In Olympic spirit, I am posting this piece that I wrote several months ago. I hope to move all of my “notes” on Facebook to my blog soon–this is the first one.
My relationship with running has given me much to write about since I began plodding around neighborhood roads with my dad when I was around my son’s age. It’s always a thrill to write about a new personal best time, or a new course, or a fun race. Today, I am celebrating my slowest 800 ever. I never really cared for the 800 as a competitive race or as a training distance: too long to be a true sprint, but too short to spread out the pace. I never could really get into a groove in that event. Two laps, run as fast as I could manage, always left me breathless, nauseated, and hoping my coach would keep me in the longer races from then on.
Today, the 800 was fantastic, and also fantastically slow. But I wasn’t out there for competitive reasons. Today’s run was all about satisfying the wishes of my toddler. Ever since her brother started having field days, P.E. classes, and track meets out on the school track, she has had a fascination with running, especially running on the track. We checked with the school P.E. teachers first, with only a humorous warning not to wear stilettos (ha!), and then headed out this morning in our sneakers after walking my son up to the door for his school day. I would have been content just to let my eager little girl run back and forth near the entry gate–what if we got all the way to the other side and she insisted on being carried? What if the sprinklers came on with their reportedly ill-smelling water? What if she just wasn’t that impressed once she got out there? She was cheerfully adamant about wanting to go all the way around. We set out in the outer lanes (she has much to learn), and even though I could easily keep up with her trotting legs by walking, she urged me to run, too. So, we ran.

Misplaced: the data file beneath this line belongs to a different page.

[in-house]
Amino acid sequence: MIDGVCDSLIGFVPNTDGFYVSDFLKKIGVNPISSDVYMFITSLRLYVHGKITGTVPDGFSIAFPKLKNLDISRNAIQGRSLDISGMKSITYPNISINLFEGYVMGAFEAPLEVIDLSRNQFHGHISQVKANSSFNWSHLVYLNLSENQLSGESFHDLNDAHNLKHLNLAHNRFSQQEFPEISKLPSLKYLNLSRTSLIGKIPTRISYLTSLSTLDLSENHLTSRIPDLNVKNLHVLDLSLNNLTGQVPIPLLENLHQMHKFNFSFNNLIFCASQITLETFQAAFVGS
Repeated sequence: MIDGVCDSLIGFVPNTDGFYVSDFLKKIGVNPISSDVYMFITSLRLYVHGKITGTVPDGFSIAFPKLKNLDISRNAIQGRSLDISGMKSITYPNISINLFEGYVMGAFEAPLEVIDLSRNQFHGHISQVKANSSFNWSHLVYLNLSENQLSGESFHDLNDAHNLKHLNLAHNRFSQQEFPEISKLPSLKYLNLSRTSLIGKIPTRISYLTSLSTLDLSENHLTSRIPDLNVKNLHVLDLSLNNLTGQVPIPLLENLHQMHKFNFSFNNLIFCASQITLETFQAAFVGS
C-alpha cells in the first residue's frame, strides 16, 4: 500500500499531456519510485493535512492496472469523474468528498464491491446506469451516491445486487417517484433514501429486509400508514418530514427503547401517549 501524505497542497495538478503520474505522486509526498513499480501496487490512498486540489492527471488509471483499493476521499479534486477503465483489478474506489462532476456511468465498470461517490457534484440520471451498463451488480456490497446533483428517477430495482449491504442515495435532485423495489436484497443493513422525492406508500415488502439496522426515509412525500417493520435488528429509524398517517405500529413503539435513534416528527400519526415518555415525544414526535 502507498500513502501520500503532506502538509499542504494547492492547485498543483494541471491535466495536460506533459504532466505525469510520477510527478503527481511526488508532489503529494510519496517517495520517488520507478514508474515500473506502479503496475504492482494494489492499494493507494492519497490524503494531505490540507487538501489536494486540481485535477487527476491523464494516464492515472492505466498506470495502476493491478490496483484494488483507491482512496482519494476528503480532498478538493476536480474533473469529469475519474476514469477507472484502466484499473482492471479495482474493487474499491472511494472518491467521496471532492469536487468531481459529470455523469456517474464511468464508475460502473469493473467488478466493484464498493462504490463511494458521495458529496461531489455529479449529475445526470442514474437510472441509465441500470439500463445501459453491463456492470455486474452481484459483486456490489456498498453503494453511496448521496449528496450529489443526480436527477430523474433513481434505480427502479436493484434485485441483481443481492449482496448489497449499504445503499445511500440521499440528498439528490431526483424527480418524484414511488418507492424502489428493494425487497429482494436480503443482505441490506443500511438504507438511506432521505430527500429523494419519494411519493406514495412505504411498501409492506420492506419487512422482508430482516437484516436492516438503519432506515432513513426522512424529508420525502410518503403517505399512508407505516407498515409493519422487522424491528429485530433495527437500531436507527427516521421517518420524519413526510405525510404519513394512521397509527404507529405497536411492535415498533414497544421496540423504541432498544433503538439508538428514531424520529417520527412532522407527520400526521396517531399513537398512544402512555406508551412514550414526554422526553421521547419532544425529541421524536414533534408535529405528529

When she got tired of running, she walked. When she wanted to run again, she ran. If there were some interesting birds eating worms on the football field, we stopped to watch them. When she spotted the soccer goals stacked next to each other outside of the track, we looked at them and talked about soccer. When she saw the football uprights on either end of the field, I demonstrated a field goal kick. We talked about the time we sat in the bleachers with the students on community helper day and saw a helicopter lift off from the field. We noticed a high schooler, late for school, park his car and try to get into the building, only to find the door locked. We finished one lap. Jog, walk, jog, walk, jog, walk.
When I suggested we head home and come again another day, figuring she must need a snack or a change of scenery, she instead said she wanted to do another lap. “Really? Another lap, all the way around? You sure?” Her little trot ahead answered me. The second lap was much like the first. We looked at the soccer goals again, and this time we noticed the long jump pit, too. She also asked about the big cushions that catch high jumpers and pole vaulters, and I realized these are kind of funny things to try to explain to someone who has never seen them. The whole time, I think she was reveling in the fact that she was doing something that her big brother does.
I forgot to look at what time it was when we started, much less use the stopwatch on my phone. Truth is, keeping track of the time never occurred to me. The weather was perfect, I was wearing jeans and not-running-specific sneakers, we didn’t stretch, and we didn’t always go in the same direction. I’d say we’re off to a wonderful start.
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